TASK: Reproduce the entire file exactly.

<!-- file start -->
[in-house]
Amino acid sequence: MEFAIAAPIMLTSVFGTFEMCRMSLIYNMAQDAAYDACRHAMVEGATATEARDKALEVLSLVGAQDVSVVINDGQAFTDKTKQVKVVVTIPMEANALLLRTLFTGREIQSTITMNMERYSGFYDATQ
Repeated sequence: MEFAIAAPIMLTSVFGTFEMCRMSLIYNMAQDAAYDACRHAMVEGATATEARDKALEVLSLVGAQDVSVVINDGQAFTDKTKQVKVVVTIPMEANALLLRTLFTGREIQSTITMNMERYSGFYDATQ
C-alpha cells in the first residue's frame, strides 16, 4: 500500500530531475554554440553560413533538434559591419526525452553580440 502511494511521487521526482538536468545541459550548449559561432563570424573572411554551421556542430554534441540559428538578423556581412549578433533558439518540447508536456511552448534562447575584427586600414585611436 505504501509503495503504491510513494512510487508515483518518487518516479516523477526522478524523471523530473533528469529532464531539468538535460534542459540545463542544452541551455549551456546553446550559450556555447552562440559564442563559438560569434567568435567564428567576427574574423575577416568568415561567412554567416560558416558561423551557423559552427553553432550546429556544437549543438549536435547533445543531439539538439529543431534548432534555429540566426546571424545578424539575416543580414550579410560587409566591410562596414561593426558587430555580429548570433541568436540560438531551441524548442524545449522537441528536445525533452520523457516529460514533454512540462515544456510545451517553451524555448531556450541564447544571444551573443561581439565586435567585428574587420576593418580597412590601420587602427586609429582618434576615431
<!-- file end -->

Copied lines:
[in-house]
Amino acid sequence: MEFAIAAPIMLTSVFGTFEMCRMSLIYNMAQDAAYDACRHAMVEGATATEARDKALEVLSLVGAQDVSVVINDGQAFTDKTKQVKVVVTIPMEANALLLRTLFTGREIQSTITMNMERYSGFYDATQ
Repeated sequence: MEFAIAAPIMLTSVFGTFEMCRMSLIYNMAQDAAYDACRHAMVEGATATEARDKALEVLSLVGAQDVSVVINDGQAFTDKTKQVKVVVTIPMEANALLLRTLFTGREIQSTITMNMERYSGFYDATQ
C-alpha cells in the first residue's frame, strides 16, 4: 500500500530531475554554440553560413533538434559591419526525452553580440 502511494511521487521526482538536468545541459550548449559561432563570424573572411554551421556542430554534441540559428538578423556581412549578433533558439518540447508536456511552448534562447575584427586600414585611436 505504501509503495503504491510513494512510487508515483518518487518516479516523477526522478524523471523530473533528469529532464531539468538535460534542459540545463542544452541551455549551456546553446550559450556555447552562440559564442563559438560569434567568435567564428567576427574574423575577416568568415561567412554567416560558416558561423551557423559552427553553432550546429556544437549543438549536435547533445543531439539538439529543431534548432534555429540566426546571424545578424539575416543580414550579410560587409566591410562596414561593426558587430555580429548570433541568436540560438531551441524548442524545449522537441528536445525533452520523457516529460514533454512540462515544456510545451517553451524555448531556450541564447544571444551573443561581439565586435567585428574587420576593418580597412590601420587602427586609429582618434576615431